From fast to slow risks: Shifting vulnerabilities of flood-related migration in Lodwar, Kenya

Marina Korzenevica, Philemon Ong’ao Ng’asike, Mary Ngikadelio, Didymus Lokomwa, Peter Ewoton, and Ellen Dyer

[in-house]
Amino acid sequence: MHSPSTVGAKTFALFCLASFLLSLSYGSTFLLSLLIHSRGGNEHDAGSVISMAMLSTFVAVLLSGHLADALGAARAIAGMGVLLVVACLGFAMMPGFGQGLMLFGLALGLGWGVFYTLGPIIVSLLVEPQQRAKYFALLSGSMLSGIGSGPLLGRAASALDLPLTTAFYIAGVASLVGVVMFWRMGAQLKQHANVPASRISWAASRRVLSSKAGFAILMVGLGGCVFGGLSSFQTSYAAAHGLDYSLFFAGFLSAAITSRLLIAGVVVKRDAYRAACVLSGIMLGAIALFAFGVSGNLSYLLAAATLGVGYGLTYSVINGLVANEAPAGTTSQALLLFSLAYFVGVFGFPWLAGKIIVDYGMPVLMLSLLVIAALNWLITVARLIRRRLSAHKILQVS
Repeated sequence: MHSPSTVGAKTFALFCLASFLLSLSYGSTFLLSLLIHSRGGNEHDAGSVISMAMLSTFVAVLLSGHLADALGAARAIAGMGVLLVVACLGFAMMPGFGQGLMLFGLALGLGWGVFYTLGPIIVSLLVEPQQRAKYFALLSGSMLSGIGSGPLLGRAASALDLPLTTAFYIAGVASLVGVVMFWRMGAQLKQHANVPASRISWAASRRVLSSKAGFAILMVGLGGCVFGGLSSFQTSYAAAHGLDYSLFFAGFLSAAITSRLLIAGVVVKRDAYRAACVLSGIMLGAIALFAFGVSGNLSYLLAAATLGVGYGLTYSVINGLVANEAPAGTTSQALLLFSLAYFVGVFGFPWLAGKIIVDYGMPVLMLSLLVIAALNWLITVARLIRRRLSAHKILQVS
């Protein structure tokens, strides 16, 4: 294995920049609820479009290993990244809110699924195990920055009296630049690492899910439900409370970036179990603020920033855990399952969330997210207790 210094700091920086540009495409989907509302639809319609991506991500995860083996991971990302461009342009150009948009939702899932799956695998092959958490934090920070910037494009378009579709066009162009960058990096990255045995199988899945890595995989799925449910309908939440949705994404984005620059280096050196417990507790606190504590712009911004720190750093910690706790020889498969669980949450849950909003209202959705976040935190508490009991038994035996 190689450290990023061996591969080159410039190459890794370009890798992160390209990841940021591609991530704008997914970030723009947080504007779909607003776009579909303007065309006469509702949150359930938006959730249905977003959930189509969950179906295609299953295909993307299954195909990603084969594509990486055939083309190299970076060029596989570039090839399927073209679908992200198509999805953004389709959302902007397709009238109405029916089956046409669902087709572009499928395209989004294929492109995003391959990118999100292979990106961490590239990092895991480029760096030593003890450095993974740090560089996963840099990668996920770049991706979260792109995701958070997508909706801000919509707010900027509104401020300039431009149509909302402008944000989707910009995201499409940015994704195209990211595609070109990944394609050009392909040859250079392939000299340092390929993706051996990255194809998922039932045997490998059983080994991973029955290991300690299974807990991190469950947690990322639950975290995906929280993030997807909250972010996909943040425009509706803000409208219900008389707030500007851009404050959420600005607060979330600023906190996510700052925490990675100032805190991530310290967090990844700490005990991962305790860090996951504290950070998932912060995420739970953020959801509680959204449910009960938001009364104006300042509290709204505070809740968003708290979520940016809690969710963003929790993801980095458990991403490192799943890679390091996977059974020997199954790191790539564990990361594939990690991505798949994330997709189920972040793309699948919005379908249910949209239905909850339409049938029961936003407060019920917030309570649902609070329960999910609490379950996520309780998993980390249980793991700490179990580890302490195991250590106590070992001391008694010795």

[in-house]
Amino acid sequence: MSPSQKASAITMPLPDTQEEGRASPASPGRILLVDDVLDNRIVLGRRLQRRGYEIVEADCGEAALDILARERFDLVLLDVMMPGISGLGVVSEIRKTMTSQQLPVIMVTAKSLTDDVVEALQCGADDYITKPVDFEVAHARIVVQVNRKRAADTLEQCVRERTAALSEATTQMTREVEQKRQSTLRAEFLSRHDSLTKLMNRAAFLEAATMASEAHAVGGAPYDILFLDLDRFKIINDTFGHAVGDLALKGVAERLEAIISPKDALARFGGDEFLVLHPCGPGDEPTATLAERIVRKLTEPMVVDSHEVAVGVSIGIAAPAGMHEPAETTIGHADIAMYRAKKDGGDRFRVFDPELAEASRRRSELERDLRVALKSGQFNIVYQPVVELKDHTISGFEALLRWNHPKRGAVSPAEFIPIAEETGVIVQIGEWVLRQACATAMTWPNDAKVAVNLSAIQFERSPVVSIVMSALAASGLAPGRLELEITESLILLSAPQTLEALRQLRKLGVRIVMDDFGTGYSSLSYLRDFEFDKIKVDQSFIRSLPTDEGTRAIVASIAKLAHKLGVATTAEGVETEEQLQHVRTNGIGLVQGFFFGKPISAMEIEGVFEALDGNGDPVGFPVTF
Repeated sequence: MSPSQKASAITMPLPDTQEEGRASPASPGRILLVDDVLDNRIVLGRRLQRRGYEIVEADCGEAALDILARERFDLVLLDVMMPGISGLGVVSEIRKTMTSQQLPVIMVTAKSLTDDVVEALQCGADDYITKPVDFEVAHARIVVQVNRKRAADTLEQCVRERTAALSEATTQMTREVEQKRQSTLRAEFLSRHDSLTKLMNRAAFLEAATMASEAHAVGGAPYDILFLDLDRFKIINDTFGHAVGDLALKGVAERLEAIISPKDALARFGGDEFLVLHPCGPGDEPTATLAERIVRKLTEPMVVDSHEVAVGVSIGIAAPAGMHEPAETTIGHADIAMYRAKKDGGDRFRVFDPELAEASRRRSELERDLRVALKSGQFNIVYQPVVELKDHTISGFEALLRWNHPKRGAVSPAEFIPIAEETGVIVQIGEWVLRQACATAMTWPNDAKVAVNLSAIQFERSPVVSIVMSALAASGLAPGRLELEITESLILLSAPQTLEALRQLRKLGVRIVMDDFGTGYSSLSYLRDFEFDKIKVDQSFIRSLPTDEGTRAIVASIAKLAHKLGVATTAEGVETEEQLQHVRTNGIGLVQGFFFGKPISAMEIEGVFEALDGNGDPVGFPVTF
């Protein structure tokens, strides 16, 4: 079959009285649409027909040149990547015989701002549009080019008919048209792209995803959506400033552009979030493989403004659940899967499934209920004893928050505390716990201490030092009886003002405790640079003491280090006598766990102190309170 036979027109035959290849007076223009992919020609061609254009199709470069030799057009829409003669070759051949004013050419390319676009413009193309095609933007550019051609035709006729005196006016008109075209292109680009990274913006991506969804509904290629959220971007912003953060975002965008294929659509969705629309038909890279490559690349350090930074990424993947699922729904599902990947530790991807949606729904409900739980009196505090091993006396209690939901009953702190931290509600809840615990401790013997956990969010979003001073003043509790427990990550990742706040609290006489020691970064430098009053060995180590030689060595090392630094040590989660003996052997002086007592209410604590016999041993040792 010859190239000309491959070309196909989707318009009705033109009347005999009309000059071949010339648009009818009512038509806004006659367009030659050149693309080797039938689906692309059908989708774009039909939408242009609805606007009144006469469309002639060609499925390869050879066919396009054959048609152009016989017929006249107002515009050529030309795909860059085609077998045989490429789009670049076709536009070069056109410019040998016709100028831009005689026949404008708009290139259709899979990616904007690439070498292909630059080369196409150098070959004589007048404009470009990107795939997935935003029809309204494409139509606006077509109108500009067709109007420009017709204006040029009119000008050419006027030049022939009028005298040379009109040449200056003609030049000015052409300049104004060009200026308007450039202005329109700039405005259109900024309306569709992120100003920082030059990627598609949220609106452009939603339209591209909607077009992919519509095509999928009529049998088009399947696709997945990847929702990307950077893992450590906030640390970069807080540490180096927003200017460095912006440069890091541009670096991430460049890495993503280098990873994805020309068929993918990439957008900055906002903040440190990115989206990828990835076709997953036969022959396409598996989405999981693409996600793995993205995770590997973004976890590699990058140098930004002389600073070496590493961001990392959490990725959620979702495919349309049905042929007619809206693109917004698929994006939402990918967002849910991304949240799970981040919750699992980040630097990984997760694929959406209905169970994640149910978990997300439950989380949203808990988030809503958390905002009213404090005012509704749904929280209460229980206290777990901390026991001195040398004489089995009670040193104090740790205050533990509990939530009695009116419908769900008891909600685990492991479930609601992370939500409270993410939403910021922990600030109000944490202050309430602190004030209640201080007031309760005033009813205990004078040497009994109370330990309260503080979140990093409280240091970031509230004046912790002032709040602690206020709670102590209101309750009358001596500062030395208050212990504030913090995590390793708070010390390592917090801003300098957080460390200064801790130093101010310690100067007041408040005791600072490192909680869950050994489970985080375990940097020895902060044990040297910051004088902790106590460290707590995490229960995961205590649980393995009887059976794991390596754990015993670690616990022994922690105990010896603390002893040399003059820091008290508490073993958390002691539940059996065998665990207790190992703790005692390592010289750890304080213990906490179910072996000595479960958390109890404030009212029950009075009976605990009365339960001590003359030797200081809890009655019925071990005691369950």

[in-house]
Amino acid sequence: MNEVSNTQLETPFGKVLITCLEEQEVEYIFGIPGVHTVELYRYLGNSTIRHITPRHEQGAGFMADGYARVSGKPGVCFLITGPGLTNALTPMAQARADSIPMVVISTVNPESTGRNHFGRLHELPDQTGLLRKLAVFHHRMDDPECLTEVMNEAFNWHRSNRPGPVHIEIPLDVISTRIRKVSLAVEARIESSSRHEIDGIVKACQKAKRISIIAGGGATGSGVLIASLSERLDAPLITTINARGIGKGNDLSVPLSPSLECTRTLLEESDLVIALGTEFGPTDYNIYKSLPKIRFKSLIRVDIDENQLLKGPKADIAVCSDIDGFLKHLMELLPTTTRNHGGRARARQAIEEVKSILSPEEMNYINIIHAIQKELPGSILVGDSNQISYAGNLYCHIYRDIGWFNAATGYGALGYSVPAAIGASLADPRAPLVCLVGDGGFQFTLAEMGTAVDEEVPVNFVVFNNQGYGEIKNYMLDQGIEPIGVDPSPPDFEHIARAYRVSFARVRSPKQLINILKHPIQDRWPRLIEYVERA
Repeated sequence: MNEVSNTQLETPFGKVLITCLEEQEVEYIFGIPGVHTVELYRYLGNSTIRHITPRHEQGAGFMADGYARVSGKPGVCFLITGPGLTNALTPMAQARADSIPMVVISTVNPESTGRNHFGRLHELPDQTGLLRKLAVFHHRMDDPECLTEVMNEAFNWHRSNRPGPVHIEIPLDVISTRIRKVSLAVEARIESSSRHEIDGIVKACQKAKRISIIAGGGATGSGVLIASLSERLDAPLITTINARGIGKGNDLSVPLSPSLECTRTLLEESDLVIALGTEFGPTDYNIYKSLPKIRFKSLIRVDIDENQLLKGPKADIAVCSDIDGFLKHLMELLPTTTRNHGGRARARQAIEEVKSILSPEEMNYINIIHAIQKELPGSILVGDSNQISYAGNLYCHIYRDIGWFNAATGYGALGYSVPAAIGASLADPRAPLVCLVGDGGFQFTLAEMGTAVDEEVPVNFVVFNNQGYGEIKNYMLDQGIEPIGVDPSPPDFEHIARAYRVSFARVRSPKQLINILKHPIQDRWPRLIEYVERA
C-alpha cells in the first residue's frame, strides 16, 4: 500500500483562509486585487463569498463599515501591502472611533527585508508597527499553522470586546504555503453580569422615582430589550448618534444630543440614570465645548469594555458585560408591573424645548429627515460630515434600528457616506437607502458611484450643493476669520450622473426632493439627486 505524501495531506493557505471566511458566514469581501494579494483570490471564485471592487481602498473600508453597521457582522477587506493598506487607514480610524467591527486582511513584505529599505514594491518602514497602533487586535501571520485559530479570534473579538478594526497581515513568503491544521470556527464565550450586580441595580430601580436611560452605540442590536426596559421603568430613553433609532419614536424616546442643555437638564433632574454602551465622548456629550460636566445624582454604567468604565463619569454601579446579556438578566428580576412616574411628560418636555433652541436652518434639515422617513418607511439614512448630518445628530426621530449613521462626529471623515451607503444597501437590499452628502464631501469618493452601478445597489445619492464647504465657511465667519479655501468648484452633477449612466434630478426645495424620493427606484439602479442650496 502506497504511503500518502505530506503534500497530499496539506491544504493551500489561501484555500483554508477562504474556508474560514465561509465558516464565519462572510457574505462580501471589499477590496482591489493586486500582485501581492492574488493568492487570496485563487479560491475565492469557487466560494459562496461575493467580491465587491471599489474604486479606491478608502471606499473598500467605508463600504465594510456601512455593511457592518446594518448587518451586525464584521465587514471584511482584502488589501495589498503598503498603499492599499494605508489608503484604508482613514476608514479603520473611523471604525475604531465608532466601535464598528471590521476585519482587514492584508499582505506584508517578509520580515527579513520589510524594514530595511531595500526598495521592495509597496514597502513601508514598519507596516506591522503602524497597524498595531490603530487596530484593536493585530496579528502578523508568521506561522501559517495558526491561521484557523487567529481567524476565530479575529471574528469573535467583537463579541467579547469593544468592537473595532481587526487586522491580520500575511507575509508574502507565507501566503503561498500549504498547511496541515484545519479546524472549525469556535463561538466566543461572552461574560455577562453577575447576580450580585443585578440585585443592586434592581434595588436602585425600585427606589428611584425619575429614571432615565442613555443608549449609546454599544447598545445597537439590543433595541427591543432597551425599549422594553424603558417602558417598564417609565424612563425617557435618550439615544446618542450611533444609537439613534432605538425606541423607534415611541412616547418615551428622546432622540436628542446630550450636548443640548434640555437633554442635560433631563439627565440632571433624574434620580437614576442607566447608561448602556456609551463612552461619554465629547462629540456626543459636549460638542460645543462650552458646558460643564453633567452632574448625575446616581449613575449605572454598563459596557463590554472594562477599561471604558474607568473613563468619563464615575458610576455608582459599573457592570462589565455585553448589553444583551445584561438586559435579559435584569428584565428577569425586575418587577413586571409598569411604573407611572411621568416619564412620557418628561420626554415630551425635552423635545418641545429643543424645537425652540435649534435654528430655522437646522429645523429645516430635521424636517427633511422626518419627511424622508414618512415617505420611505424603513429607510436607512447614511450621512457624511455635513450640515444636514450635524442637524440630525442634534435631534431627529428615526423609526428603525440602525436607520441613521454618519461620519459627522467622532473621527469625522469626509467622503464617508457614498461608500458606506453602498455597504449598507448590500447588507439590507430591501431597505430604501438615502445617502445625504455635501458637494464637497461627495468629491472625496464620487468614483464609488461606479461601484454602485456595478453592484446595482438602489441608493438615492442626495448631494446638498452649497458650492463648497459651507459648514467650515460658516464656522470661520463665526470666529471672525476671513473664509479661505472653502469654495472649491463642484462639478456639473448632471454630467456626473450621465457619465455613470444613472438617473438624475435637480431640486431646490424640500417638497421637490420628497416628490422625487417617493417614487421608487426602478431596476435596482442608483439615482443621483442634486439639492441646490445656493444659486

Migration triggered by climate variability or climate change is often a problematic yet nearly unavoidable adaptation measure, particularly due to the increasing severity of natural hazards. How relocation is negotiated, and risks are evaluated at different scales are still poorly understood. We discuss the temporality and complexity of risks, that are experienced and approached through socio-spatial differences of intersectional embodiment (Sultana, 2020). The study is based on two flood-related qualitative case studies in the small semi-arid and rapidly growing town of Lodwar in the poorest county of Kenya, Turkana. We propose the typology of fast and slow risks to understand the different strategies, negotiations, and priorities of different people involved. Due to political abstraction, three main slow risks were not addressed: concerning land, water, and income. Consequently, vulnerabilities deepened and shifted at different scales: along the axes of gender and able-bodiedness as women and particularly widows, ageing, sick, and single mothers were bearing the main hardship; but also, between communities as hazard risks were deliberately shifted onto a politically less affluent community. We argue that in the process of negotiations, people have been actively advocating for, trying to manage, and rethinking their slow risks. They have often been employing slow responses, particularly in the form of waiting and reimagining. 

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